Iran fulfilling most of its agreements under nuclear deal – IAEA
A monthly update by the IAEA says that Iran has cut its most sensitive stockpile of nuclear material by 75 percent, following a landmark deal agreed with world powers last year. However, a planned facility required as part of the pact has been delayed.
The monthly update from the International Atomic Energy Agency (IAEA) in Vienna indicates that so far, Iran is fulfilling its side of the bargain to curb its nuclear program. The conditions of the deal were agreed with the US, Russia, France, Germany, Britain, and China on November 24, Reuters reported.
In return, Iran is gaining more access to blocked overseas funds. Japan has made two payments totaling US$1 billion, and South Korea has also made a payment for Iranian crude oil.
Following the report, the US has moved to release $450 million of frozen Iranian funds.
The breakthrough agreement brokered last November came into effect on January 20 and is designed to move towards a permanent settlement of what is now a 10-year-old dispute regarding the intentions of Iran's nuclear program. Western countries fear Iran is developing the technology to build an atomic bomb. However, Iran insists its nuclear activities are for purely peaceful purposes.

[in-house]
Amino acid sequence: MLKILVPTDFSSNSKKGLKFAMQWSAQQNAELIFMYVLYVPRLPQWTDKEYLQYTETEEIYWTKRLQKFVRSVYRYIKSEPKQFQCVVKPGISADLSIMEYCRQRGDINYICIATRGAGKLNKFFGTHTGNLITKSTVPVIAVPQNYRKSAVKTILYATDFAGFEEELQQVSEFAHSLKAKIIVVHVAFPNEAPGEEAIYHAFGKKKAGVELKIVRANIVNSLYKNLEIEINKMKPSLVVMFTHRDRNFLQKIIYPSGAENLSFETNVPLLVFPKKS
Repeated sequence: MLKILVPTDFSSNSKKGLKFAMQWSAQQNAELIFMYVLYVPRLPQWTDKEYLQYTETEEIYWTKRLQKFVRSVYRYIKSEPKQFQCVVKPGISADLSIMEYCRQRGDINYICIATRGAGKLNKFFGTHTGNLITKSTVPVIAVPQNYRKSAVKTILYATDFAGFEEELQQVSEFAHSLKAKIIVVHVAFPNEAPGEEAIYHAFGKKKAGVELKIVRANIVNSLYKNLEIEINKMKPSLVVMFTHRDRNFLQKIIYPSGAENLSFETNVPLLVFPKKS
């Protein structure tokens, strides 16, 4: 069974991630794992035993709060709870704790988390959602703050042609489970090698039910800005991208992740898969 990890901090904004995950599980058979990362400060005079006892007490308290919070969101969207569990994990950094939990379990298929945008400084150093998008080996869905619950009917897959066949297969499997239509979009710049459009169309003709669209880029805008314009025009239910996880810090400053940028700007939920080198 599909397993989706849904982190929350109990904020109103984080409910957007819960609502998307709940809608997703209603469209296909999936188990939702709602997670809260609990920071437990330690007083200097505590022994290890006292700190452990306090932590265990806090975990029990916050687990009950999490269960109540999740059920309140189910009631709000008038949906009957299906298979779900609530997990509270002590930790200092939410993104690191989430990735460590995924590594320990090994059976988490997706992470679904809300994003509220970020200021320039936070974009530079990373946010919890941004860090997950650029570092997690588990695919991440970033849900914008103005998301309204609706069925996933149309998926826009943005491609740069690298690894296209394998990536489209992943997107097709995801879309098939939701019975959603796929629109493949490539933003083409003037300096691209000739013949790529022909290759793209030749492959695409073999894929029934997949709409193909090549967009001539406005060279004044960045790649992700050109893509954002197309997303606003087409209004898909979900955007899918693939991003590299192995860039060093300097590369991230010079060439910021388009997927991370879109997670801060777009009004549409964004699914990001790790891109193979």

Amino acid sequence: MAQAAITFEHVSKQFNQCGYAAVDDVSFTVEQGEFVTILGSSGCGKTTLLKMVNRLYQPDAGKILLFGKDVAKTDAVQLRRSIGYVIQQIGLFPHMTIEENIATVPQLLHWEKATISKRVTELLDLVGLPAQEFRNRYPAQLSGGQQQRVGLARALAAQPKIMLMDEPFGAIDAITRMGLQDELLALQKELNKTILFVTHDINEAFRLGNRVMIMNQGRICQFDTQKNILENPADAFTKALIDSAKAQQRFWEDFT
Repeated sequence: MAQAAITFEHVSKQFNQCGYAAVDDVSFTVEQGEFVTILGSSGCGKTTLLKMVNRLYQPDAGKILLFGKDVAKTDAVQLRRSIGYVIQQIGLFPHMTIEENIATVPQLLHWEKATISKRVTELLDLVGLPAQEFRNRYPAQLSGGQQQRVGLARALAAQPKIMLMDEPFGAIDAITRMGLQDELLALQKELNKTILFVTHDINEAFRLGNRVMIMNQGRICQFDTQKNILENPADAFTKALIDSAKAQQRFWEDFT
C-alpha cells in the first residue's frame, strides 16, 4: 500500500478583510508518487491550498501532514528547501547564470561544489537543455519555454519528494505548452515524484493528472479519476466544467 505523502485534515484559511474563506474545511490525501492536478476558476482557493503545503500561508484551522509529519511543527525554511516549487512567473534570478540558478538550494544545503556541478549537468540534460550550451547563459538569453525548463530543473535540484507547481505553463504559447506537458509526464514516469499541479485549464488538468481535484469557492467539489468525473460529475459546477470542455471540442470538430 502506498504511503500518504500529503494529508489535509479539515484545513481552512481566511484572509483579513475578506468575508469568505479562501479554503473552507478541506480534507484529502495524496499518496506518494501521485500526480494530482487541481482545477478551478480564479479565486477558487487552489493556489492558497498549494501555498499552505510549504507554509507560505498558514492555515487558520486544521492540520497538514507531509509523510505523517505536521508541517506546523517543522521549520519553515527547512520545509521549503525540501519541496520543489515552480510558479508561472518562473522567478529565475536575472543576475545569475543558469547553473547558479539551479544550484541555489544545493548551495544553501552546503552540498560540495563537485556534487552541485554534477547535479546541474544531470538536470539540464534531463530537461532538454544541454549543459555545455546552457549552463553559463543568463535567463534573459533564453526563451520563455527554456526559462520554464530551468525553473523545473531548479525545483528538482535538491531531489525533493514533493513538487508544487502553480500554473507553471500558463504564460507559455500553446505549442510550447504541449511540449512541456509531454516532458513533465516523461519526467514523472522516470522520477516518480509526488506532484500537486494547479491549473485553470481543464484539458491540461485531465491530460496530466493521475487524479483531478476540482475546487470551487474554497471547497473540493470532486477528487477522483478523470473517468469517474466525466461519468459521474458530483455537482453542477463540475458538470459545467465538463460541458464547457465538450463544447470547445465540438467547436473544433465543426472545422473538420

As part of the deal, Iran will hold rolling talks with the six world powers until a final agreement is reached. Those talks began in February and the next round is due to be held on May 13 in Vienna.
The update from the IAEA shows that the Iranians have diluted half of their higher-grade enriched uranium reserve to a fissile content, from which they are less able to make fuel for a nuclear bomb.
Over the past three months, Iran has either diluted or begun the conversion process of almost 155 kg of higher-grade uranium gas, which amounted to 209 kg when the deal was agreed.
Tehran has also continued the conversion of uranium gas which had been refined to a 20 percent fissile purity into oxide for nuclear fuel. Twenty percent fissile purity is a short technical stage below the 90 percent purity needed for weapons-grade material.
However, Iran has delayed the construction of a facility to turn low-enriched uranium gas (LEU) into oxide powder which cannot be further processed into highly-enriched weapons-grade uranium.
Thursday’s IAEA report did not give a reason for the delay, but Iran had stated that the facility would be commissioned on April 9, with operations to begin soon after.
The delay means that Iran’s stockpile of low-enriched uranium gas is almost certainly increasing, as its production has not stopped.
However, experts and diplomats say the issue is of no concern, as Iran's commitment is to reduce its stockpile towards the end of the deal’s time frame in late July – so there is still time to complete the plant and convert the stockpile. They also said that they are closely monitoring Iran’s progress on building the conversion line.